One year on from its establishment, the Information Warfare Officer (IWO) work group is maturing rapidly and growing.
CAPTION: From left, information warfare officers Lieutenant Jordan Roney, Captain Andrew Macalister and Sub-Lieutenant Jacqui Meacle celebrate the work group’s first anniversary as a primary qualification. Story and photo by Corporal Michael Rogers.
The work group celebrated its first birthday in the Bonshaw Mess at HMAS Harman on March 3.
Marking the anniversary, Commodore Matthew Doornbos, Director General Navy Intelligence and Information Warfare, noted there were currently 76 IWOs, 40 due to complete their transfer of work group and more in the pipeline.
Captain Andrew Macalister, Program Director for Navy Intelligence and Information Warfare, said there has never been a more exciting time to be involved in information warfare.
“Information warfare is a fusion of offensive and defensive electronic capabilities, cyber operations and space and information effects,” he said.
“It combines data collection, awareness and manipulation to gain an advantage before, during and after battles, across all domains and within the information environment.
“In the next couple of years, we will be deploying capabilities to sea that will give us the ability to achieve this through the electromagnetic spectrum.”
Transitioning into the IWO role has been a positive experience for new IWO recruits.
Lieutenant Jordan Roney transferred as part of ‘Cohort 0’ last year and said the role had a steep learning curve, but it hadn’t been without support.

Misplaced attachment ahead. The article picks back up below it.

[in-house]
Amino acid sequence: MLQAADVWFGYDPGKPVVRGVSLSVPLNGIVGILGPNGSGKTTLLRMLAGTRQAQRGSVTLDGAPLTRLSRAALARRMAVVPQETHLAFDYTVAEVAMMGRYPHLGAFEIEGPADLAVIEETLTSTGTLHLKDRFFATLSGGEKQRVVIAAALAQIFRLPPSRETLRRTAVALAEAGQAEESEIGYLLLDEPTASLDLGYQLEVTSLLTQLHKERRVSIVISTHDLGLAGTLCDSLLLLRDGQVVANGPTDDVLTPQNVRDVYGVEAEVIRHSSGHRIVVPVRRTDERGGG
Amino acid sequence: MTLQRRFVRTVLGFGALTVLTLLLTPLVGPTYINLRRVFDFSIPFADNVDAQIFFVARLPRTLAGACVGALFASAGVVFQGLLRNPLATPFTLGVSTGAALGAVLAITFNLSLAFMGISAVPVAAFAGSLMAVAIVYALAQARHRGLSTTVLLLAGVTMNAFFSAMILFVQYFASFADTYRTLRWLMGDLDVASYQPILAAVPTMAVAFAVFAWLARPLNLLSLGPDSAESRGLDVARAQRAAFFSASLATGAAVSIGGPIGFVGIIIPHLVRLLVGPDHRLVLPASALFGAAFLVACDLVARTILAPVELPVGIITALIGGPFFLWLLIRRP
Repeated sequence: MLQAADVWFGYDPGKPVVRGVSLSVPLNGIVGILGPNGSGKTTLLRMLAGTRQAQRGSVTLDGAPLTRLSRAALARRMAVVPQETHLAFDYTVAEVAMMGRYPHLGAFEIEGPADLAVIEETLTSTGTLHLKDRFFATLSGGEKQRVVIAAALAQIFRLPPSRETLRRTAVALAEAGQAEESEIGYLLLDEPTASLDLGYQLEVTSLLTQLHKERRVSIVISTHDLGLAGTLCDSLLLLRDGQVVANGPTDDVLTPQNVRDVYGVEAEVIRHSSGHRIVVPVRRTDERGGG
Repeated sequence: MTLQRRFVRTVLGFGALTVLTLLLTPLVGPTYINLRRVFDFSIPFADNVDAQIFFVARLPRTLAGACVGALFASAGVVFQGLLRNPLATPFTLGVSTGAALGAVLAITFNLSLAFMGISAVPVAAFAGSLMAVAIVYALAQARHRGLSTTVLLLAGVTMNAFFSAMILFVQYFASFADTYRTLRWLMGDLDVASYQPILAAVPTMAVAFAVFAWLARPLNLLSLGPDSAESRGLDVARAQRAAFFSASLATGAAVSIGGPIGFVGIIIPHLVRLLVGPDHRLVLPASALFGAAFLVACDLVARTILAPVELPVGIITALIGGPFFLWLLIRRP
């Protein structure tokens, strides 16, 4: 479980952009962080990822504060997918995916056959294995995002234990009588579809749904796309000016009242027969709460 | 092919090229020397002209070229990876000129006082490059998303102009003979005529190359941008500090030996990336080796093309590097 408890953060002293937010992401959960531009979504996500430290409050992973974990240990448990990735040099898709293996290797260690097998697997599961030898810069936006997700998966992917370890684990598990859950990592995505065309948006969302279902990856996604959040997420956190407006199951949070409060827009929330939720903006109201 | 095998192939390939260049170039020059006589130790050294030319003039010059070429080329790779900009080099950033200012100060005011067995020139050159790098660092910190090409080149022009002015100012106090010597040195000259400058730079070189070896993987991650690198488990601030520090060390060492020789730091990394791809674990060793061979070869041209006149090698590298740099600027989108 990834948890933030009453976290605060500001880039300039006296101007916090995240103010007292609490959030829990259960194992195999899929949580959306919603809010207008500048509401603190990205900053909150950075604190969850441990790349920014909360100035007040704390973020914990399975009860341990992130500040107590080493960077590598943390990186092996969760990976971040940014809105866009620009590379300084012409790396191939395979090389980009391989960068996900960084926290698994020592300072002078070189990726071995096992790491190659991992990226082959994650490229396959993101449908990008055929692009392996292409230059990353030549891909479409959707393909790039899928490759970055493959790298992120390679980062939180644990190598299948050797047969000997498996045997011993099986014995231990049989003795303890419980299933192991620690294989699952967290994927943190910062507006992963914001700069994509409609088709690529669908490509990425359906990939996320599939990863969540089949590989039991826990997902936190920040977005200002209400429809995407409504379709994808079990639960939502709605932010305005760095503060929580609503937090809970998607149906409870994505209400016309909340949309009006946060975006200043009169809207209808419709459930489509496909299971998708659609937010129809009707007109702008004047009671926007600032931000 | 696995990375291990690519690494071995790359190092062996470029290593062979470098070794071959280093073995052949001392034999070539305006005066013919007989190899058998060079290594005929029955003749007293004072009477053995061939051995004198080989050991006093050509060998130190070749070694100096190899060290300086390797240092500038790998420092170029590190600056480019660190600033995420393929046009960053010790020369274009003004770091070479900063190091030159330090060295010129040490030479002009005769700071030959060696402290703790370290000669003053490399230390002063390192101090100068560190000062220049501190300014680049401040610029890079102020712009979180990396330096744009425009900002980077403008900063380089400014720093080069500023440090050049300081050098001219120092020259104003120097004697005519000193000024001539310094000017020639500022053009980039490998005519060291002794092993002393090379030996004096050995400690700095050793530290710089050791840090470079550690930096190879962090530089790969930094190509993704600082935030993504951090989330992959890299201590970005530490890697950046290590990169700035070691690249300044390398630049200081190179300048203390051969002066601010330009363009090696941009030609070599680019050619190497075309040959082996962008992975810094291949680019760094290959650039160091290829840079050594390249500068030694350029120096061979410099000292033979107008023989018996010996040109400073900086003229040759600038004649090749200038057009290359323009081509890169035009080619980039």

“We are maturing as a workforce and everyone is there to give assistance when you ask for it,” he said.
To help grow the new role, Lieutenant Roney coordinated a work experience program for midshipmen from the Australian Defence Force Academy to see what it was like working in the intelligence and information warfare community.
One of those was Sub-Lieutenant Jacqui Meacle, who was drawn to the technical aspects IWO offered, and saw an opportunity to put her computer and cyber security degree to work.
She said the fast-paced development of information warfare made it more appealing than maritime warfare.
“Although they change in detail, a missile is still a missile. Information warfare, however, enables us to fight within the electromagnetic spectrum, where constant technological developments are changing how we fight at a much faster rate,” she said.
“I’m excited to be an IWO because it’s leaning towards a modern battle. It’s going to be equally important as other forms of warfare.”
The first IWO course started in January and participants are expected to complete their training and enter the fleet in August.
A reserve element is planned so experts from industry and academia can become IWO reservists to assist in more challenging aspects of information warfare.